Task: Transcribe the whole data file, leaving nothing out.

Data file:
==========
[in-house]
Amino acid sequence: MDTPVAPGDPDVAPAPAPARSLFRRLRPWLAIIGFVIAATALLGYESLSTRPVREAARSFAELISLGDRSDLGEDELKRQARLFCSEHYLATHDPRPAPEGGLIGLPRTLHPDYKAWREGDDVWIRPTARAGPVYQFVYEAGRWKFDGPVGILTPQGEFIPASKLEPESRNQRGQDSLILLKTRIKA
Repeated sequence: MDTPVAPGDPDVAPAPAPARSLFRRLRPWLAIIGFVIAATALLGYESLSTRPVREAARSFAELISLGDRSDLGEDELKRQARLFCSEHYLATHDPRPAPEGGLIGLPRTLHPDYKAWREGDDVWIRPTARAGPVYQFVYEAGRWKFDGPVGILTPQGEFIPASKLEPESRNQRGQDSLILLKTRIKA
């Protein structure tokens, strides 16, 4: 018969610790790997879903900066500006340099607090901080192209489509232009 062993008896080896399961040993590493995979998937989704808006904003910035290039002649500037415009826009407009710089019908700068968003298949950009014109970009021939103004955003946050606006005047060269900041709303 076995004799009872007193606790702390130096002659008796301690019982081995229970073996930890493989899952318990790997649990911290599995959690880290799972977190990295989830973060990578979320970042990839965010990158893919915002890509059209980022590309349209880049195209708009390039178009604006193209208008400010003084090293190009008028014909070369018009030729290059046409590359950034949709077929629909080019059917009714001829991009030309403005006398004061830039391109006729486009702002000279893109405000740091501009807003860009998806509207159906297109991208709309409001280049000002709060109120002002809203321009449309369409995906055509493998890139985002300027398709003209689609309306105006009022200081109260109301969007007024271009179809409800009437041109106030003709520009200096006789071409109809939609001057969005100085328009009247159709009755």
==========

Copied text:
[in-house]
Amino acid sequence: MDTPVAPGDPDVAPAPAPARSLFRRLRPWLAIIGFVIAATALLGYESLSTRPVREAARSFAELISLGDRSDLGEDELKRQARLFCSEHYLATHDPRPAPEGGLIGLPRTLHPDYKAWREGDDVWIRPTARAGPVYQFVYEAGRWKFDGPVGILTPQGEFIPASKLEPESRNQRGQDSLILLKTRIKA
Repeated sequence: MDTPVAPGDPDVAPAPAPARSLFRRLRPWLAIIGFVIAATALLGYESLSTRPVREAARSFAELISLGDRSDLGEDELKRQARLFCSEHYLATHDPRPAPEGGLIGLPRTLHPDYKAWREGDDVWIRPTARAGPVYQFVYEAGRWKFDGPVGILTPQGEFIPASKLEPESRNQRGQDSLILLKTRIKA
């Protein structure tokens, strides 16, 4: 018969610790790997879903900066500006340099607090901080192209489509232009 062993008896080896399961040993590493995979998937989704808006904003910035290039002649500037415009826009407009710089019908700068968003298949950009014109970009021939103004955003946050606006005047060269900041709303 076995004799009872007193606790702390130096002659008796301690019982081995229970073996930890493989899952318990790997649990911290599995959690880290799972977190990295989830973060990578979320970042990839965010990158893919915002890509059209980022590309349209880049195209708009390039178009604006193209208008400010003084090293190009008028014909070369018009030729290059046409590359950034949709077929629909080019059917009714001829991009030309403005006398004061830039391109006729486009702002000279893109405000740091501009807003860009998806509207159906297109991208709309409001280049000002709060109120002002809203321009449309369409995906055509493998890139985002300027398709003209689609309306105006009022200081109260109301969007007024271009179809409800009437041109106030003709520009200096006789071409109809939609001057969005100085328009009247159709009755």